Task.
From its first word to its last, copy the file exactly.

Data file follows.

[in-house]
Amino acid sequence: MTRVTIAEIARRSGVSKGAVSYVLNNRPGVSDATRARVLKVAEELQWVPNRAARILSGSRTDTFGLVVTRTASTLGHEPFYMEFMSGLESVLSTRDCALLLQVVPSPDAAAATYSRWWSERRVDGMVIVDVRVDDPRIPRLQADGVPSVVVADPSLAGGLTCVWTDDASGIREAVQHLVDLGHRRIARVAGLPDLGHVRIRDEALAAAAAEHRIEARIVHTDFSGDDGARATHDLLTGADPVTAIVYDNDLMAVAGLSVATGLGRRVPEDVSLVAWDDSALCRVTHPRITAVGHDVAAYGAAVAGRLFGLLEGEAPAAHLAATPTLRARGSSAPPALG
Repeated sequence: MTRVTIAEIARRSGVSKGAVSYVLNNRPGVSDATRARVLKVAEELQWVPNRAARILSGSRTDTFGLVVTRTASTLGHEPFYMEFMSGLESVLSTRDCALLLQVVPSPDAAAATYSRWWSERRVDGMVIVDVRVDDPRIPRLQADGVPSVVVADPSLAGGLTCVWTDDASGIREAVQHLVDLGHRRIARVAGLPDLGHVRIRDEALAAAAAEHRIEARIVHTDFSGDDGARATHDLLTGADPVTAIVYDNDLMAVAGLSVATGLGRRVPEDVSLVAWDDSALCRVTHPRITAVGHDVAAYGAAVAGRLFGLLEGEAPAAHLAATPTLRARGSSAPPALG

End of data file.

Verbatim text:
[in-house]
Amino acid sequence: MTRVTIAEIARRSGVSKGAVSYVLNNRPGVSDATRARVLKVAEELQWVPNRAARILSGSRTDTFGLVVTRTASTLGHEPFYMEFMSGLESVLSTRDCALLLQVVPSPDAAAATYSRWWSERRVDGMVIVDVRVDDPRIPRLQADGVPSVVVADPSLAGGLTCVWTDDASGIREAVQHLVDLGHRRIARVAGLPDLGHVRIRDEALAAAAAEHRIEARIVHTDFSGDDGARATHDLLTGADPVTAIVYDNDLMAVAGLSVATGLGRRVPEDVSLVAWDDSALCRVTHPRITAVGHDVAAYGAAVAGRLFGLLEGEAPAAHLAATPTLRARGSSAPPALG
Repeated sequence: MTRVTIAEIARRSGVSKGAVSYVLNNRPGVSDATRARVLKVAEELQWVPNRAARILSGSRTDTFGLVVTRTASTLGHEPFYMEFMSGLESVLSTRDCALLLQVVPSPDAAAATYSRWWSERRVDGMVIVDVRVDDPRIPRLQADGVPSVVVADPSLAGGLTCVWTDDASGIREAVQHLVDLGHRRIARVAGLPDLGHVRIRDEALAAAAAEHRIEARIVHTDFSGDDGARATHDLLTGADPVTAIVYDNDLMAVAGLSVATGLGRRVPEDVSLVAWDDSALCRVTHPRITAVGHDVAAYGAAVAGRLFGLLEGEAPAAHLAATPTLRARGSSAPPALG